2020, a Review: The Rise of DeFi

What will 2021 bring to the crypto industry?

Until Bitcoin’s end of the year price increase, DeFi (short for Decentralized Finance) was the hottest thing in crypto throughout the past year. The DeFi market was worth less than $700 million in December 2019. By February, it had hit $1 billion. The DeFi market at the time of writing sits at more than $13 billion.

With these apps, people can lend, borrow, trade, and take out insurance directly in a peer-to-peer fashion sans banks. DeFi apps run on open infrastructure, with algorithms that set rates in real-time based on supply and demand. Some of the key offerings include earning interest on cryptocurrency (Compound, Dharma, Celsius); Converting ETH to tokens with DEXs like Uniswap; hedging crypto assets with decentralized derivatives trading platforms (dydX); insuring against smart contracts (Nexus Mutual, Whiteheartl), and storing funds in crypto-backed stablecoins during times of extreme market volatility (Maker’s DAI).

The $13 billion committed to DeFi ranges from simple loans to complex derivatives mostly on the Ethereum blockchain. When the DeFi space passed $1 billion, the industry saw it as cause for celebration. “$1 Billion marks an important milestone for DeFi to be celebrated,” DeFi Pulse wrote on its blog in February. “Additionally, $1B feels like an early birthday present for DeFi Pulse which was launched in February 2019.”

Credit: DeFi Pulse

When Compound issued in June the so-called “governance token” $COMP to everyone who used its platform, the industry took notice. COMP allows users to have a say in the future direction of Compound’s governance protocols. People instead speculated on the future worth of Compound and began using it for yield farming, a way to generate rewards with cryptocurrency holdings. Having taken notice, other protocols like Aave and Yearn.finance launched their own governance tokens. Yearn.finance’s YFI soared to highs of around $40,000 and a market cap at the time of $1,298, 248,546.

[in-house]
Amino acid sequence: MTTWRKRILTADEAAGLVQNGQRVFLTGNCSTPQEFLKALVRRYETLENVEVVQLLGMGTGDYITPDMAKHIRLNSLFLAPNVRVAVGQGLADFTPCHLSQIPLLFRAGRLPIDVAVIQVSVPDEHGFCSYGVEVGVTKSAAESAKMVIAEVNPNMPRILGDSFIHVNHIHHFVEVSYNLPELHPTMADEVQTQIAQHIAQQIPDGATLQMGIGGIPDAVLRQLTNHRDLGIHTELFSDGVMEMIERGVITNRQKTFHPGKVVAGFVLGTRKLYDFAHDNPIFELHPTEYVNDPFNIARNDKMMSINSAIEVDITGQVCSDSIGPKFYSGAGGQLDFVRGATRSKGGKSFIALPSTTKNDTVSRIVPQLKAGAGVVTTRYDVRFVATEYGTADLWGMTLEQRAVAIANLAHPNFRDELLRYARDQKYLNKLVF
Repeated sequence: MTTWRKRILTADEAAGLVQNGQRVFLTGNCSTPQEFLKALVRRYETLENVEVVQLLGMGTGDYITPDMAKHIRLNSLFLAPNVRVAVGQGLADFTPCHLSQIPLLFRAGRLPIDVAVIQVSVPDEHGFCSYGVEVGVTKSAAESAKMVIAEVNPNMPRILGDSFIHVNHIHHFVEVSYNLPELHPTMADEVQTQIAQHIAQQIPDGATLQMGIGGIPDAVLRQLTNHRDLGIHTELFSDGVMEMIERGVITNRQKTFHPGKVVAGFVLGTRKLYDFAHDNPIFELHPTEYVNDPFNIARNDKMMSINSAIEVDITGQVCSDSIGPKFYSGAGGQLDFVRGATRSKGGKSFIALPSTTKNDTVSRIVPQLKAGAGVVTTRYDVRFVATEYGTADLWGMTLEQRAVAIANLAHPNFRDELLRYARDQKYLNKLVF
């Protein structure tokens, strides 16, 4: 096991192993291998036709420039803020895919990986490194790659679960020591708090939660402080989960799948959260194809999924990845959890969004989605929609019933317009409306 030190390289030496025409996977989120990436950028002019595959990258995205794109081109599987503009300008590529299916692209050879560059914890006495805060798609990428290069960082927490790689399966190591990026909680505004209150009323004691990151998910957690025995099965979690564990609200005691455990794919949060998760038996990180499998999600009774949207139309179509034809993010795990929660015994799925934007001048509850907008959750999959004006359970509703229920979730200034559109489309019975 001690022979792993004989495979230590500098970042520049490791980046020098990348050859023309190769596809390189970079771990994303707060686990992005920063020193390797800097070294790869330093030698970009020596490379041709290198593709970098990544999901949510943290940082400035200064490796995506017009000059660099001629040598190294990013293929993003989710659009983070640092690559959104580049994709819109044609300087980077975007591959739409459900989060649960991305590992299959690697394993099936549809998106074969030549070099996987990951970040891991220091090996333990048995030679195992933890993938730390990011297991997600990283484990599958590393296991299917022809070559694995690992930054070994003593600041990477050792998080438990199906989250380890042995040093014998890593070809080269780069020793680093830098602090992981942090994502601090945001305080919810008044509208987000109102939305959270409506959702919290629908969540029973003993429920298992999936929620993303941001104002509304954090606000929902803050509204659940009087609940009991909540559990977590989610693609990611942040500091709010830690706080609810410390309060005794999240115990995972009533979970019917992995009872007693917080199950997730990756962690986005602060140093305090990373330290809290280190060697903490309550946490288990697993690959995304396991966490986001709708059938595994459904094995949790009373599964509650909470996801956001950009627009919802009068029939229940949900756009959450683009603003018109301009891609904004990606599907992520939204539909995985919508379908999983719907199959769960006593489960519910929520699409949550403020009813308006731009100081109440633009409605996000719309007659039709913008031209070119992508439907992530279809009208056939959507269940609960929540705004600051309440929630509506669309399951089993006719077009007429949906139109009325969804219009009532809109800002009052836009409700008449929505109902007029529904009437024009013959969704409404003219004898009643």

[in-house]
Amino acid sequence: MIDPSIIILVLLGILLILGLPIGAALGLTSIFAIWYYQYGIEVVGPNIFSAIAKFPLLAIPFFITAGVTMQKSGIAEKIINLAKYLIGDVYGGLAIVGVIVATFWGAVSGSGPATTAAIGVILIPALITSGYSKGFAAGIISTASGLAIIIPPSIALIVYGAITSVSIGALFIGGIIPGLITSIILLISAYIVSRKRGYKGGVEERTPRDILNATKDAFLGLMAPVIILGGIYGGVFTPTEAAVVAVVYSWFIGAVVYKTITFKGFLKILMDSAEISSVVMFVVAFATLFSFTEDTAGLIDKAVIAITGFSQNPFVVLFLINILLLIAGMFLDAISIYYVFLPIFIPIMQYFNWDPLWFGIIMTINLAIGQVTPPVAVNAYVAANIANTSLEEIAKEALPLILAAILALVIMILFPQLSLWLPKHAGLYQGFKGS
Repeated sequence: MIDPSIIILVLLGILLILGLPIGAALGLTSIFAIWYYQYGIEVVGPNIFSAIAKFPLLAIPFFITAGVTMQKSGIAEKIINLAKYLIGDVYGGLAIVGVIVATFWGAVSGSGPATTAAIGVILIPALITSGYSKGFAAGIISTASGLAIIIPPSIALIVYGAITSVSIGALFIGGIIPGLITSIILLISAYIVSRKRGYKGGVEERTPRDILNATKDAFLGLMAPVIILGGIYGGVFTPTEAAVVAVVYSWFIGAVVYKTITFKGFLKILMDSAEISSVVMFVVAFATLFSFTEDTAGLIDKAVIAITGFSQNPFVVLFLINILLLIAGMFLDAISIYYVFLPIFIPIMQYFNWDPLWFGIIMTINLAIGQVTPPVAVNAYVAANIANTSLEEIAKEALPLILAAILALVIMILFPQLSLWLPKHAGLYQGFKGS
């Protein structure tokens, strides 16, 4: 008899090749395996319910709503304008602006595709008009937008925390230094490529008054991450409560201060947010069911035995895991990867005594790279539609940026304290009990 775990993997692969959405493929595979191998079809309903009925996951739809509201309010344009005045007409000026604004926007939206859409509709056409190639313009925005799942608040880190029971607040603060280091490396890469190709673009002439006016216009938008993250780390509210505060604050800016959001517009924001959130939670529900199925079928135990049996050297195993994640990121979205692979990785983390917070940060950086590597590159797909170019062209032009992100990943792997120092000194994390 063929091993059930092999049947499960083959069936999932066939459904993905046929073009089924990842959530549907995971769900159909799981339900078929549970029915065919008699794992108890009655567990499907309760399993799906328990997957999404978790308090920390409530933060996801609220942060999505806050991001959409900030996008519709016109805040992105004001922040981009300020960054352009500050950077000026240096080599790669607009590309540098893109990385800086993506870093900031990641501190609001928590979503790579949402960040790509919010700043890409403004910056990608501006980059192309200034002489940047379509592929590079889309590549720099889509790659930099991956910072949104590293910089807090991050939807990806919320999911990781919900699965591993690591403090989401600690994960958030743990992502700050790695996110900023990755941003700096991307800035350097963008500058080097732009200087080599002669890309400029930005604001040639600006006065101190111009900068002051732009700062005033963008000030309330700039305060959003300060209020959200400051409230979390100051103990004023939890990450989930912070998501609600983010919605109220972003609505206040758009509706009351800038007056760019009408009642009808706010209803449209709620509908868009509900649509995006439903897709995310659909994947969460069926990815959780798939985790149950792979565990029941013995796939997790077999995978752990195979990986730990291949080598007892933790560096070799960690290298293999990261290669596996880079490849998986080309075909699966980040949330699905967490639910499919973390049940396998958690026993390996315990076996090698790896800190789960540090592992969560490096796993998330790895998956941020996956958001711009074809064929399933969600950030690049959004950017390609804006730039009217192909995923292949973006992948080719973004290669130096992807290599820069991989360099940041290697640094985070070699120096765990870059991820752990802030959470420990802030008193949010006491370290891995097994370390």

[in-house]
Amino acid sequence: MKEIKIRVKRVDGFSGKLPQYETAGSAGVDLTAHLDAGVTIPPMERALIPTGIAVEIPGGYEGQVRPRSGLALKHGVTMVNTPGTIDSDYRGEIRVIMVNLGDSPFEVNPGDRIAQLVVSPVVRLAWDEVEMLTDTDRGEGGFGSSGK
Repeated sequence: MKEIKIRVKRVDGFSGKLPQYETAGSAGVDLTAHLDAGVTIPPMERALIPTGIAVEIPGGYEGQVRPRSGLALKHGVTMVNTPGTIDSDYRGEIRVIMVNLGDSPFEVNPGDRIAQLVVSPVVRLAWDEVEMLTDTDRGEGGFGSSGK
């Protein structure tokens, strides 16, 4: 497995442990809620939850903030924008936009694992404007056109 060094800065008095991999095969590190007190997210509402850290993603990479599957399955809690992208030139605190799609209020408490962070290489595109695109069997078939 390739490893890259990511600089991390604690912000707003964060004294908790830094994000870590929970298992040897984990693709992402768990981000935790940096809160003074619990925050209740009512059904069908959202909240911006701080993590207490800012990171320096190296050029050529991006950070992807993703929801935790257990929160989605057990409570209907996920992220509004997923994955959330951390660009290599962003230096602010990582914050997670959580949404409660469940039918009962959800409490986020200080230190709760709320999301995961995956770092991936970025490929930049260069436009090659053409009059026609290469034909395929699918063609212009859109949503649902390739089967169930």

Although Ethereum dominates DeFi, Tezos entered the DeFi space in April with a tokenized version of bitcoin on the Tezos blockchain, tzBTC, each of which is minted under the new FA1.2 Tezos token standard and represents one bitcoin.

“The tzBTC brings the brand and liquidity of Bitcoin to the Tezos blockchain and gains the potential for rich functionality made possible by Tezos smart contracts,” Bitcoin Association Switzerland President Lucas Betschart said in a statement.

Credit: CoinDesk

DeFi on Ethereum, in particular, skyrocketed throughout the year, establishing a vibrant community of applications and users. With it came scalability issues, which is not uncommon during crypto’s euphoric phases. Network congestion drove fees to new highs as the market turned to high leverage and collateralized lending. When prices swung dramatically, users were forced to liquidate because they could not post collateral or exit their positions.

Since DeFi activity took place mostly on Layer 1, the Ethereum network became congested. With plans of launching over time various phases of Ethereum 2.0, such issues could be alleviated, but for now Ethereum has not proven scalable for DeFi.

Regulators Take Notice

As DeFi total value locked increased past $1 billion in early 2020, authorities took notice globally. For instance, South Korea’s financial authorities introduced the Online Investment-Linked Finance Act, also known as the “P2P Law” with a view to adopting it by the third quarter of 2020. Starting in August, citizens there would not be able to use crypto as collateral for loans and investment products without a license from the FSC. “We are prohibiting linked investment products that use crypto assets and derivatives as collateral, which are difficult for investors to understand the risks of,” said FSC.

Credit: DeCrypt

In an attempt to gain a better grasp of DeFi, The Commodity Futures Trading Commission’s Technology Advisory Committee hosted a presentation called “The Growth and Regulatory Challenges of Decentralized Finance” by law professor Aaron Wright and attorney Gary DeWaal.